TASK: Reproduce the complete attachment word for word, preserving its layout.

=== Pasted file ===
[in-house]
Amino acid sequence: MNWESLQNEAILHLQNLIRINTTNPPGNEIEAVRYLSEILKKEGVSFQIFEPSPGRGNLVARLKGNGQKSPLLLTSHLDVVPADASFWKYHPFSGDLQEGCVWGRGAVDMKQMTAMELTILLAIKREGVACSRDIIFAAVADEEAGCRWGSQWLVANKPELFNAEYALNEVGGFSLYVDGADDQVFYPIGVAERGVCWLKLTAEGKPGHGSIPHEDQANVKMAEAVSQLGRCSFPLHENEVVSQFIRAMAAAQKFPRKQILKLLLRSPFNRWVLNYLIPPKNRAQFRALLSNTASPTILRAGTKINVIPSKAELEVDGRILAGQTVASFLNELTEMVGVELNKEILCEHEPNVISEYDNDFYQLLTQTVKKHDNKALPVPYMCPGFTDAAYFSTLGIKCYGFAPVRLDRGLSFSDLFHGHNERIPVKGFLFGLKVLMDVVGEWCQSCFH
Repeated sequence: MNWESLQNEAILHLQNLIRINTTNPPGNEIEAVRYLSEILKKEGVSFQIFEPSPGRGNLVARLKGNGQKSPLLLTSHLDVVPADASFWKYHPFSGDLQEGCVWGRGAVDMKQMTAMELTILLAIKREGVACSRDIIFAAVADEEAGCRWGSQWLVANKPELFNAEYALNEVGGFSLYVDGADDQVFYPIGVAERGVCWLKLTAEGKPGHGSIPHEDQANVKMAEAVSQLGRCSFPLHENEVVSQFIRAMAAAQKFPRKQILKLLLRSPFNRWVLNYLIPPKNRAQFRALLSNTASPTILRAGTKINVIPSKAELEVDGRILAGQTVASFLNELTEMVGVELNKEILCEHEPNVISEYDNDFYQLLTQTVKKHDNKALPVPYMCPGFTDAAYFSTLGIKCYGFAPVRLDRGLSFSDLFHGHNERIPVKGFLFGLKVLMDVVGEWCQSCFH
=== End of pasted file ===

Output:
[in-house]
Amino acid sequence: MNWESLQNEAILHLQNLIRINTTNPPGNEIEAVRYLSEILKKEGVSFQIFEPSPGRGNLVARLKGNGQKSPLLLTSHLDVVPADASFWKYHPFSGDLQEGCVWGRGAVDMKQMTAMELTILLAIKREGVACSRDIIFAAVADEEAGCRWGSQWLVANKPELFNAEYALNEVGGFSLYVDGADDQVFYPIGVAERGVCWLKLTAEGKPGHGSIPHEDQANVKMAEAVSQLGRCSFPLHENEVVSQFIRAMAAAQKFPRKQILKLLLRSPFNRWVLNYLIPPKNRAQFRALLSNTASPTILRAGTKINVIPSKAELEVDGRILAGQTVASFLNELTEMVGVELNKEILCEHEPNVISEYDNDFYQLLTQTVKKHDNKALPVPYMCPGFTDAAYFSTLGIKCYGFAPVRLDRGLSFSDLFHGHNERIPVKGFLFGLKVLMDVVGEWCQSCFH
Repeated sequence: MNWESLQNEAILHLQNLIRINTTNPPGNEIEAVRYLSEILKKEGVSFQIFEPSPGRGNLVARLKGNGQKSPLLLTSHLDVVPADASFWKYHPFSGDLQEGCVWGRGAVDMKQMTAMELTILLAIKREGVACSRDIIFAAVADEEAGCRWGSQWLVANKPELFNAEYALNEVGGFSLYVDGADDQVFYPIGVAERGVCWLKLTAEGKPGHGSIPHEDQANVKMAEAVSQLGRCSFPLHENEVVSQFIRAMAAAQKFPRKQILKLLLRSPFNRWVLNYLIPPKNRAQFRALLSNTASPTILRAGTKINVIPSKAELEVDGRILAGQTVASFLNELTEMVGVELNKEILCEHEPNVISEYDNDFYQLLTQTVKKHDNKALPVPYMCPGFTDAAYFSTLGIKCYGFAPVRLDRGLSFSDLFHGHNERIPVKGFLFGLKVLMDVVGEWCQSCFH